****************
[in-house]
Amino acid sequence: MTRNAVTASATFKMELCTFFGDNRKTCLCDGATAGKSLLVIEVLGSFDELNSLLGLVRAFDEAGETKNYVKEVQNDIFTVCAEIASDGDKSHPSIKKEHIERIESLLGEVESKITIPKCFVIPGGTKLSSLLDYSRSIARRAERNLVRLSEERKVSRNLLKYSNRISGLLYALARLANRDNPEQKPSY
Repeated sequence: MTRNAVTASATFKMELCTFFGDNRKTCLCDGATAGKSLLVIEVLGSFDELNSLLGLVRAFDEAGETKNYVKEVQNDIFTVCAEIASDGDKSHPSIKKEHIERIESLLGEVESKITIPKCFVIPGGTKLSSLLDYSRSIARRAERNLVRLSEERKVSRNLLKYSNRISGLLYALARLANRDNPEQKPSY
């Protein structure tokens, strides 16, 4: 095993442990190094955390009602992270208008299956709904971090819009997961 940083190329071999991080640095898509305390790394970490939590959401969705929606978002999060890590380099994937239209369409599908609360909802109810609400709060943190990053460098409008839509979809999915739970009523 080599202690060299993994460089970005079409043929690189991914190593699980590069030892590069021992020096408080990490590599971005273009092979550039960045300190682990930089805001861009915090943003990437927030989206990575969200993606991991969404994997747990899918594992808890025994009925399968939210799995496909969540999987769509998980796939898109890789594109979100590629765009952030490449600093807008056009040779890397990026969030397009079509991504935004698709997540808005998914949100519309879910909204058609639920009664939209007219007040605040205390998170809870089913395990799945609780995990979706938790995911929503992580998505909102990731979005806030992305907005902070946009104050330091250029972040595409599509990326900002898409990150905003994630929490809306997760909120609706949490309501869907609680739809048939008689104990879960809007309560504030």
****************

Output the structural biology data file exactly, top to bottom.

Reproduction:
[in-house]
Amino acid sequence: MTRNAVTASATFKMELCTFFGDNRKTCLCDGATAGKSLLVIEVLGSFDELNSLLGLVRAFDEAGETKNYVKEVQNDIFTVCAEIASDGDKSHPSIKKEHIERIESLLGEVESKITIPKCFVIPGGTKLSSLLDYSRSIARRAERNLVRLSEERKVSRNLLKYSNRISGLLYALARLANRDNPEQKPSY
Repeated sequence: MTRNAVTASATFKMELCTFFGDNRKTCLCDGATAGKSLLVIEVLGSFDELNSLLGLVRAFDEAGETKNYVKEVQNDIFTVCAEIASDGDKSHPSIKKEHIERIESLLGEVESKITIPKCFVIPGGTKLSSLLDYSRSIARRAERNLVRLSEERKVSRNLLKYSNRISGLLYALARLANRDNPEQKPSY
């Protein structure tokens, strides 16, 4: 095993442990190094955390009602992270208008299956709904971090819009997961 940083190329071999991080640095898509305390790394970490939590959401969705929606978002999060890590380099994937239209369409599908609360909802109810609400709060943190990053460098409008839509979809999915739970009523 080599202690060299993994460089970005079409043929690189991914190593699980590069030892590069021992020096408080990490590599971005273009092979550039960045300190682990930089805001861009915090943003990437927030989206990575969200993606991991969404994997747990899918594992808890025994009925399968939210799995496909969540999987769509998980796939898109890789594109979100590629765009952030490449600093807008056009040779890397990026969030397009079509991504935004698709997540808005998914949100519309879910909204058609639920009664939209007219007040605040205390998170809870089913395990799945609780995990979706938790995911929503992580998505909102990731979005806030992305907005902070946009104050330091250029972040595409599509990326900002898409990150905003994630929490809306997760909120609706949490309501869907609680739809048939008689104990879960809007309560504030």